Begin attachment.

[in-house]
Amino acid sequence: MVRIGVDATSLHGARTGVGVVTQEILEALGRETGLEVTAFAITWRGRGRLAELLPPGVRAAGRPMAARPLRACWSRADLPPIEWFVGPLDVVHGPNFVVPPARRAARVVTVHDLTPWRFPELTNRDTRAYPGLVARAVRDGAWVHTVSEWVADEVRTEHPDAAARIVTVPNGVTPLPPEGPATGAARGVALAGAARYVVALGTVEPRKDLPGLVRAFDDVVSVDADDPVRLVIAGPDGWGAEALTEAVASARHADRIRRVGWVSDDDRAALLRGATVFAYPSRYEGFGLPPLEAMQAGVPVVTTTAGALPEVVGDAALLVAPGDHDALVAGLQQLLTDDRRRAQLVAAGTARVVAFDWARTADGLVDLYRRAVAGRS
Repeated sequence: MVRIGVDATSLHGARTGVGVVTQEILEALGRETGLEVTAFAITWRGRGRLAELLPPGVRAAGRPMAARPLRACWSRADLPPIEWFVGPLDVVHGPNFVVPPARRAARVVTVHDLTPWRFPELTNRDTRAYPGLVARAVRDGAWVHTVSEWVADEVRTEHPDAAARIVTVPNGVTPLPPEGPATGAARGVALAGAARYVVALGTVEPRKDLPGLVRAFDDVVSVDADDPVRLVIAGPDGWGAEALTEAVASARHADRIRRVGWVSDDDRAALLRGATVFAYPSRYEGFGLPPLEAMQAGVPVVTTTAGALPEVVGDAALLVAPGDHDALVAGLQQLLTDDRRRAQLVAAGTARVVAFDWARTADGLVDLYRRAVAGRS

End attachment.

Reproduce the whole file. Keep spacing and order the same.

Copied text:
[in-house]
Amino acid sequence: MVRIGVDATSLHGARTGVGVVTQEILEALGRETGLEVTAFAITWRGRGRLAELLPPGVRAAGRPMAARPLRACWSRADLPPIEWFVGPLDVVHGPNFVVPPARRAARVVTVHDLTPWRFPELTNRDTRAYPGLVARAVRDGAWVHTVSEWVADEVRTEHPDAAARIVTVPNGVTPLPPEGPATGAARGVALAGAARYVVALGTVEPRKDLPGLVRAFDDVVSVDADDPVRLVIAGPDGWGAEALTEAVASARHADRIRRVGWVSDDDRAALLRGATVFAYPSRYEGFGLPPLEAMQAGVPVVTTTAGALPEVVGDAALLVAPGDHDALVAGLQQLLTDDRRRAQLVAAGTARVVAFDWARTADGLVDLYRRAVAGRS
Repeated sequence: MVRIGVDATSLHGARTGVGVVTQEILEALGRETGLEVTAFAITWRGRGRLAELLPPGVRAAGRPMAARPLRACWSRADLPPIEWFVGPLDVVHGPNFVVPPARRAARVVTVHDLTPWRFPELTNRDTRAYPGLVARAVRDGAWVHTVSEWVADEVRTEHPDAAARIVTVPNGVTPLPPEGPATGAARGVALAGAARYVVALGTVEPRKDLPGLVRAFDDVVSVDADDPVRLVIAGPDGWGAEALTEAVASARHADRIRRVGWVSDDDRAALLRGATVFAYPSRYEGFGLPPLEAMQAGVPVVTTTAGALPEVVGDAALLVAPGDHDALVAGLQQLLTDDRRRAQLVAAGTARVVAFDWARTADGLVDLYRRAVAGRS